“This contrasts sharply with the residential renaissance which has taken place downtown. Over the past decade, approximately 13,000 housing units have been built, which is roughly an addition of 10.5 to 12 million square feet of space.” Currently, we count 1,650 residential units under construction, mostly apartments in the East Village, the last downtown neighborhood where land remains. There are two dozen rental and condominium projects now working their way through the entitlement process, which will add 5,000 units once erected over the next 5-7 years.

It’s a residential boom that is fueled by consumers who will mostly commute to their jobs outside of downtown. Apparently, it is stylish for residents to live downtown. Yet, their employers often don’t choose downtown for their location.

This is not a minor thing. These crossing dynamics suggest that downtown San Diego is arriving soon at a fork in the road, of sorts. Either there is renewed interest by the business community to be here, or, eventually the loss of commerce will translate as a loss of the regional importance of downtown.

This will play out, regardless of the residential strength, or the success of the Gaslamp, or the presence of the Padres at Petco Park. Those are for guests. The soul of the market is slowly slipping.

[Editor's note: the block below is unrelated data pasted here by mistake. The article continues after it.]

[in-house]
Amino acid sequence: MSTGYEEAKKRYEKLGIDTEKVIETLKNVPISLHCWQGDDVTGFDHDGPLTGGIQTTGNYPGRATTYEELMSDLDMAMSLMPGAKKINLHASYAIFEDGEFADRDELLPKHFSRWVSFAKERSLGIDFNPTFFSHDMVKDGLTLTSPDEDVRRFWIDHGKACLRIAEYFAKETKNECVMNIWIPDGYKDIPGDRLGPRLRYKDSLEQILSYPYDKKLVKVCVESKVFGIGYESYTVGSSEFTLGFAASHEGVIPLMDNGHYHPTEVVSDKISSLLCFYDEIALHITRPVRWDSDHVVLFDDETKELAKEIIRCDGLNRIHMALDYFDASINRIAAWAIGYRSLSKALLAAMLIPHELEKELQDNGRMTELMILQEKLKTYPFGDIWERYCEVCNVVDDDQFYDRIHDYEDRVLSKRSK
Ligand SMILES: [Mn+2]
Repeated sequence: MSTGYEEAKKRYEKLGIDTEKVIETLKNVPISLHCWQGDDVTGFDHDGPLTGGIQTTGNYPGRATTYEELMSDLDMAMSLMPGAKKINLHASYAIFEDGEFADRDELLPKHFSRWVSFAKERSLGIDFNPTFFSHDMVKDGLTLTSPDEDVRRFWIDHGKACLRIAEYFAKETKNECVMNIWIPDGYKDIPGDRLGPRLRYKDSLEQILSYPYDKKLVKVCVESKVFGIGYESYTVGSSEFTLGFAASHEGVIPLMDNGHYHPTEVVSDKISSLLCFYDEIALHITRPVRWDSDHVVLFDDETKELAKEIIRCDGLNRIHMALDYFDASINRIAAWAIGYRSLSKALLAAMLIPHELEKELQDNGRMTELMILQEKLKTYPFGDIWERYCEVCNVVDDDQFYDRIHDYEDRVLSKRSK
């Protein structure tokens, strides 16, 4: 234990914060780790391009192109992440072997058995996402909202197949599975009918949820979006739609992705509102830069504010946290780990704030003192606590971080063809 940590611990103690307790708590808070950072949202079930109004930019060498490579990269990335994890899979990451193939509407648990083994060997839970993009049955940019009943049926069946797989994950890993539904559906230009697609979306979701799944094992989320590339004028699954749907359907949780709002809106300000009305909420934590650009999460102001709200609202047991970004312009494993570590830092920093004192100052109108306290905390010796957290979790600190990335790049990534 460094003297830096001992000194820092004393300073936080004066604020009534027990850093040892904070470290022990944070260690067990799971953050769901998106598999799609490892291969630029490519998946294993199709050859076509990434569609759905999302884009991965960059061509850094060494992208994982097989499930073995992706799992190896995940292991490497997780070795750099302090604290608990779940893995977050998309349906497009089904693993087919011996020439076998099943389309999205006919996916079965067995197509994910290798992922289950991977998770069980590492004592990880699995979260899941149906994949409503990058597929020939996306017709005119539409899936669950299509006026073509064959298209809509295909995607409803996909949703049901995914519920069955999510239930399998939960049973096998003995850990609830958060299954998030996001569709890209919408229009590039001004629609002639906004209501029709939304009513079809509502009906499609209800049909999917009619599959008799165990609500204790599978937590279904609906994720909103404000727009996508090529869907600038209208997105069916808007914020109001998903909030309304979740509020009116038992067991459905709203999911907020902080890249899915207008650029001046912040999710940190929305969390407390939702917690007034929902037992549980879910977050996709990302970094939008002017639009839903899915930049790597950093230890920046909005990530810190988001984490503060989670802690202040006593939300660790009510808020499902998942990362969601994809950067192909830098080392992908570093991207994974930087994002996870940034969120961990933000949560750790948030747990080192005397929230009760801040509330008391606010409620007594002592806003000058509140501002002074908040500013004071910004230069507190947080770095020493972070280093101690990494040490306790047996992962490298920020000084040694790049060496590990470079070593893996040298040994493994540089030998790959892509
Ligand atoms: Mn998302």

Amazon won’t be moving to San Diego. In fact, the point of starting this commentary with Seattle is to remind us that Amazon is in Seattle as are Microsoft and Boeing because their founders lived there and started their companies there.

That has to be part of the formula in San Diego, as it has been for Seattle and San Francisco. Unfortunately, neither our greatest success story, Qualcomm, nor its many progeny, have shown an interest in downtown. They do not recognize that if downtown loses its luster, so, too, does the fundamental attractiveness of their institutions and industries in the region.

All is not lost: There should be tech interest in downtown, at least if that interest is measured by those who are mostly going to occupy these many new residential apartments and condos now under development. These are young, Gen Y/Millennia types. Surely they are to a great extent occupied in San Diego’s substantial tech business. They just do not wish to live (or unable to find housing) in Sorrento Mesa.

But somebody has to pull the trigger. Maybe that will happen in the couple of projects announced for East Village. One project announced is Makers Quarter, a proposed 2.9 million-square-foot mixed-use gem on East Village property owned by the Navarra family — of Jerome’s Furniture; the other is also in East Village at Park Boulevard and E streets by Lowe Enterprises Real Estate Group and I.D.E.A. Partners’ Pete Garcia and David Malmuth. It would consist of an office building and apartments linked by an interior atrium and plaza.